Saturday, March 29, 2014

Medical Supply or Insurance Depot?

Suddenly, there I was, hip pain that neither my chiropractor nor ibuprofen could tame. Let the hoop-jumping-waiting-game begin!

  • Appointment with doc
  • Schedule x-rays
  • Wait for report
  • Prescription for NSAID
  • NSAID caused stomach pain
  • Would you like PT or an ortho pain consult? (while PT is valuable, it postpones dealing with this pain)
  • Wait for referral
  • Wait for appointment
  • etc.

Meanwhile, I remember hearing how helpful a TENS unit was to a friend dealing with pain and discover they're relatively cheap on the internet. Knowing they're not for everyone, I was pleased to feel some pleasant distraction via the muscular stimulation. Sadly, the unit arrived with only one set of reusable electrode pads and after 3 days I needed a replacement.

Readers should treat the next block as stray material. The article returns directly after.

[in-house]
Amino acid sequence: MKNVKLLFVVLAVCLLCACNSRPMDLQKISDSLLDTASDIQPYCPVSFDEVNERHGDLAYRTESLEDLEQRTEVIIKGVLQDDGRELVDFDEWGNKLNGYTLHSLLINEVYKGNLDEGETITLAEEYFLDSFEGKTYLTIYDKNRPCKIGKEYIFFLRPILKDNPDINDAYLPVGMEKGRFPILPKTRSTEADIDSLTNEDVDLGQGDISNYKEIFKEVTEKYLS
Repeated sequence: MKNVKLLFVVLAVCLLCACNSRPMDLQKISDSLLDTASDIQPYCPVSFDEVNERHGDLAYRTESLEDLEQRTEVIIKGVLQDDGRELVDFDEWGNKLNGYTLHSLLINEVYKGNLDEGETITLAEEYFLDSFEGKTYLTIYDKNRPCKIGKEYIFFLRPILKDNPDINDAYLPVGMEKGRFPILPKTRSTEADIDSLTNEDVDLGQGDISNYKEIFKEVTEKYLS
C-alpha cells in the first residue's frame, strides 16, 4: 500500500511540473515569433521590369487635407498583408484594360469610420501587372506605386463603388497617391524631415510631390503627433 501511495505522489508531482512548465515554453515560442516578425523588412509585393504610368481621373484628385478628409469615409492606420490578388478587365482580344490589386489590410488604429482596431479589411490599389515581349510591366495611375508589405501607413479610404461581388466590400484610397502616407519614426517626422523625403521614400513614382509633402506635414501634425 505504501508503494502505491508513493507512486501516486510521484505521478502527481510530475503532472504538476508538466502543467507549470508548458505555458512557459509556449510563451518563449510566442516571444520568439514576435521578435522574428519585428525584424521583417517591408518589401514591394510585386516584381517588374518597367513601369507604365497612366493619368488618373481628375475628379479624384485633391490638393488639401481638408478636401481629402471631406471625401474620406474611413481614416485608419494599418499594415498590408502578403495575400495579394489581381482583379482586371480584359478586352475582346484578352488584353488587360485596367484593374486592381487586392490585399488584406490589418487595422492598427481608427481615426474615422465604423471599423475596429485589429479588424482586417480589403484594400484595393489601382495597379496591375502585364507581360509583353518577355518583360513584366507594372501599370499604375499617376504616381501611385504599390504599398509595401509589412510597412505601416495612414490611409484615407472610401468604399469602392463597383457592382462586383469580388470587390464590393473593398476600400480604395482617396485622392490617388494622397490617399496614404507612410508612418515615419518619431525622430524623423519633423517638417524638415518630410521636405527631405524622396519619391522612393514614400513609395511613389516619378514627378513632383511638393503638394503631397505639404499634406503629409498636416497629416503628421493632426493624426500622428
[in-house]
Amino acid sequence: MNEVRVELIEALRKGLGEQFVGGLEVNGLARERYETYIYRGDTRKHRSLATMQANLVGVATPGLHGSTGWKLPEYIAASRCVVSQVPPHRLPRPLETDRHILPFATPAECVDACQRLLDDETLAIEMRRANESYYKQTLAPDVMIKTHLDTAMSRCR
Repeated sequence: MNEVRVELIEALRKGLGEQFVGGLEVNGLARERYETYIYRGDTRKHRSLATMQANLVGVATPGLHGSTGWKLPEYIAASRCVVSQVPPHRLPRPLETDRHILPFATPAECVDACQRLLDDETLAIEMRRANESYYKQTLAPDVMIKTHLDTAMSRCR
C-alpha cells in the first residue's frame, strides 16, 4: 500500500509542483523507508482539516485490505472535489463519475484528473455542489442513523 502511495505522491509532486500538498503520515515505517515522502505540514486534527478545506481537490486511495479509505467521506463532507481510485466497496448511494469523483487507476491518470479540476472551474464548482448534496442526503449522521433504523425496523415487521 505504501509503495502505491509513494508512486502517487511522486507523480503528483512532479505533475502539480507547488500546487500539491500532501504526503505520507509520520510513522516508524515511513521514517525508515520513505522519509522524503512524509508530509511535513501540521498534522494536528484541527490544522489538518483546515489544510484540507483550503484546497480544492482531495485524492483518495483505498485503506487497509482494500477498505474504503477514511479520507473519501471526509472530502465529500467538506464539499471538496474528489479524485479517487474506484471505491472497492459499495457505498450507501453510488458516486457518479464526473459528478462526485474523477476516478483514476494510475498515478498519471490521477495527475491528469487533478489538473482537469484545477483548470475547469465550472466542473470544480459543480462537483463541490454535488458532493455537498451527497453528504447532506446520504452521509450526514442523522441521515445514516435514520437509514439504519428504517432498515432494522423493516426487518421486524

"I bet I could find replacement pads at a medical supply store. We have several in town."

First stop, Providence Home Health Supply. Wow, not much on display in here and the two workers seem to be working primarily as telephone operators. What we learned is that Providence does not run a medical supply store. It's more of a depot where you can order items prescribed by your doctor or pick ordered items up. The nearsighted receptionist who helped me, gave me a number that turned out to be a FAX number. A detail she couldn't read without her glasses, but I could see from across the counter. After the correct number was handed over, the distributor on the phone soon determined I did not have a prescribed machine. No electrodes for me! Daughter, Fran, remembered another medical supply store on the north end of Commercial. Not only was Pacific a real medical supply store, but the person behind the counter (who happened to be wearing glasses) knew where to send me.

Current medical journey to be continued . . .
Ps. NEVER touch electrode wires that have escaped their pads when TENS is on. Unless, you enjoy a good shock, of course.

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